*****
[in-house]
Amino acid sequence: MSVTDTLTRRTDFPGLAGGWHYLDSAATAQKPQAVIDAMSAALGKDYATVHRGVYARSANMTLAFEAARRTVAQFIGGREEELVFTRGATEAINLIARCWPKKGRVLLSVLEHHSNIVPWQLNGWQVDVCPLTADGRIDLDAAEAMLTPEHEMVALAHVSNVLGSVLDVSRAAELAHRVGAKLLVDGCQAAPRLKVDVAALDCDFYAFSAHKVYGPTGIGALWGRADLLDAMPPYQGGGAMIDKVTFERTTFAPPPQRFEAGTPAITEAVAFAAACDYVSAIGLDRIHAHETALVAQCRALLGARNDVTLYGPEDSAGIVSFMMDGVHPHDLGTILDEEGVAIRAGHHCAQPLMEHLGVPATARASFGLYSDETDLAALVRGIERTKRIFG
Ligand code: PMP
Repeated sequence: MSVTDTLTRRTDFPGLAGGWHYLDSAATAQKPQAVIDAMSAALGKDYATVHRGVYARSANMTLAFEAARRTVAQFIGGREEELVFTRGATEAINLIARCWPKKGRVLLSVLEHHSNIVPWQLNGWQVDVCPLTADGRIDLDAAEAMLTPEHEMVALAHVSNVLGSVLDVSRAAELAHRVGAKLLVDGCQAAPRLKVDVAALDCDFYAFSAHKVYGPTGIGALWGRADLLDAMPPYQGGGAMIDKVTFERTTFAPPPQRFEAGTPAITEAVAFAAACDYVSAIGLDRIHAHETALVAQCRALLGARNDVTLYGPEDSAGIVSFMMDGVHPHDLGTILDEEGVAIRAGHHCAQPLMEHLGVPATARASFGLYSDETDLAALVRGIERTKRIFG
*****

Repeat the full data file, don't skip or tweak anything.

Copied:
[in-house]
Amino acid sequence: MSVTDTLTRRTDFPGLAGGWHYLDSAATAQKPQAVIDAMSAALGKDYATVHRGVYARSANMTLAFEAARRTVAQFIGGREEELVFTRGATEAINLIARCWPKKGRVLLSVLEHHSNIVPWQLNGWQVDVCPLTADGRIDLDAAEAMLTPEHEMVALAHVSNVLGSVLDVSRAAELAHRVGAKLLVDGCQAAPRLKVDVAALDCDFYAFSAHKVYGPTGIGALWGRADLLDAMPPYQGGGAMIDKVTFERTTFAPPPQRFEAGTPAITEAVAFAAACDYVSAIGLDRIHAHETALVAQCRALLGARNDVTLYGPEDSAGIVSFMMDGVHPHDLGTILDEEGVAIRAGHHCAQPLMEHLGVPATARASFGLYSDETDLAALVRGIERTKRIFG
Ligand code: PMP
Repeated sequence: MSVTDTLTRRTDFPGLAGGWHYLDSAATAQKPQAVIDAMSAALGKDYATVHRGVYARSANMTLAFEAARRTVAQFIGGREEELVFTRGATEAINLIARCWPKKGRVLLSVLEHHSNIVPWQLNGWQVDVCPLTADGRIDLDAAEAMLTPEHEMVALAHVSNVLGSVLDVSRAAELAHRVGAKLLVDGCQAAPRLKVDVAALDCDFYAFSAHKVYGPTGIGALWGRADLLDAMPPYQGGGAMIDKVTFERTTFAPPPQRFEAGTPAITEAVAFAAACDYVSAIGLDRIHAHETALVAQCRALLGARNDVTLYGPEDSAGIVSFMMDGVHPHDLGTILDEEGVAIRAGHHCAQPLMEHLGVPATARASFGLYSDETDLAALVRGIERTKRIFG